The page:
Mushrooms on Logs: Finding Fascinating Fall Fungi

Annually, in the Fall, I visit some of the fallen trees in the woods of Eliza Howell Park, looking for mushrooms. I usually find some; sometimes I find many – and varied – ones. This is a many-and-varied year.

The most common are fan-shaped, usually just anout two inches wide, commonly found in groupings.

— NOTE: My practice is not to name mushrooms in print, except in cases where the identity is unmistable. I am not an expert and do not want someone to use my potentially mistaken identification when foragong for mushrooms to eat. —

I enjoy finding these fan-shaped mushrooms, coming as they do in a variety of colors.

This year I am also finding a variety of other log-growing mushrooms, some of which are much less familiar.

These chocolate-colored (ear-shaped?) fungi are ones that I finding for the first time in the park this year, though they are obviously well established on this log.t

A mushroom is the fruiting part of a fungus, the part that appears above the surface of ground or wood and contains the spores.

They come in many sizes and shapes. These are some spotted on logs this week:

In the midst of these unusual mushrooms (unusual in my Eliza Howell experience), there is something satisfying to come across a more familiar and solid shelf fungus on the side of a large log.

Fall is the best time to go fingus finding among the logs in Eliza Howell Park — and this is a great year to do it.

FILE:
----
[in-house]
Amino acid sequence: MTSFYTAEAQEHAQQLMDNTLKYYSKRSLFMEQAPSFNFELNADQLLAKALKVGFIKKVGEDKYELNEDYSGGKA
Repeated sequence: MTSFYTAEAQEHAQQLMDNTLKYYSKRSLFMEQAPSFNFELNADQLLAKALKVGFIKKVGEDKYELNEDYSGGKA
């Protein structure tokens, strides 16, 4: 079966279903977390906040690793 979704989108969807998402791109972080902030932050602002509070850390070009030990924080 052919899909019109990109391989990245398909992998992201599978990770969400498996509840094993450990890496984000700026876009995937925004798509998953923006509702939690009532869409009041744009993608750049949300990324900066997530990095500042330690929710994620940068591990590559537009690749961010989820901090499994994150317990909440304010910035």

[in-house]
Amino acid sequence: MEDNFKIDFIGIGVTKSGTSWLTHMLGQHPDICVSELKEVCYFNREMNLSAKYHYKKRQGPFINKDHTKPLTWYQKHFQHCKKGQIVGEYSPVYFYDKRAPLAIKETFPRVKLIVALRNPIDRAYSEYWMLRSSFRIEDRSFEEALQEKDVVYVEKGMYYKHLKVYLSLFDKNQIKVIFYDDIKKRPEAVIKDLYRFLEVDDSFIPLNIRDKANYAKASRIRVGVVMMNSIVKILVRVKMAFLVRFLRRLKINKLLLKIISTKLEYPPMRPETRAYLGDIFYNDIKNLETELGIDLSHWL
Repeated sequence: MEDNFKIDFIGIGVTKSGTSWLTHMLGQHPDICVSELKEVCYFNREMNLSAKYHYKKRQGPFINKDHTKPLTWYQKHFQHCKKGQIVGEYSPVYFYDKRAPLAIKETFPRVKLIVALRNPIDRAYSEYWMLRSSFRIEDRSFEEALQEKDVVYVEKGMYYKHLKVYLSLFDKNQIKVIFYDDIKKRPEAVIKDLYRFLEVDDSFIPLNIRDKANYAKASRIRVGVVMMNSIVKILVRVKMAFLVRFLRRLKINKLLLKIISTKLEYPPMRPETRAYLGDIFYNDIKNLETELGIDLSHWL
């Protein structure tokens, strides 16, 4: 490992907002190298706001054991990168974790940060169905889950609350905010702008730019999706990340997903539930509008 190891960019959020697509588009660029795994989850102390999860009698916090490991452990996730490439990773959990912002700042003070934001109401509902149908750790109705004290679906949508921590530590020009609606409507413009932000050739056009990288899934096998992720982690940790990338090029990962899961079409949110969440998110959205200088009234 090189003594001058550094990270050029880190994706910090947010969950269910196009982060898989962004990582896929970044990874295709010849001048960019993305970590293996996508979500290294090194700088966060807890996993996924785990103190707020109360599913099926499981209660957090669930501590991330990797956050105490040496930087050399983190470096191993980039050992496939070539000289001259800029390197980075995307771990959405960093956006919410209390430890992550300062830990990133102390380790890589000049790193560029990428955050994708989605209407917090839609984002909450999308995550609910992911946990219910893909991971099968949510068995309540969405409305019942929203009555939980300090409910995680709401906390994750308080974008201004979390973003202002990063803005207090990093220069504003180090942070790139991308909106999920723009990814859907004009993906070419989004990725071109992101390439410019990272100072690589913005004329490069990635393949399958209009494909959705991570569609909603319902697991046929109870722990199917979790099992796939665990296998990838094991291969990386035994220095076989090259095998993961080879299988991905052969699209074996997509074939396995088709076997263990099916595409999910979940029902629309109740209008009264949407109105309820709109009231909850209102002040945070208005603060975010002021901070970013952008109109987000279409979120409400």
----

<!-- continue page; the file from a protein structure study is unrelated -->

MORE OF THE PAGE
Ironweed: Fall and Summer

I spend much of July and August — and half of September — walking in the Eliza Howell Park prairie wildflower field, admiring the flowers and watching the insects.

Now, in mid-October, the flowers are in seed and the field is a feeding site for several species of migrating sparrows. Recently I stopped by to take a look at a favorite Ironweed, a flower on the regular route in the summer. I was seeking a close look at the seeds.

This particular plant is over 8 feet tall, the tallest flower in the field. Though the seeds are attractive, they don’t command the kind of attention the intensely colored flowers do during their month-long blooming time. This picture was taken in August.

In the summer I regularly check the scattered Ironweeds for butterflies and frequently find them. The flowers are grouped near the top of the tall plants so the nectaring butterflies are easy to spot from some distance away. And the size makes it possible to get pictures of butterflies with the sky as background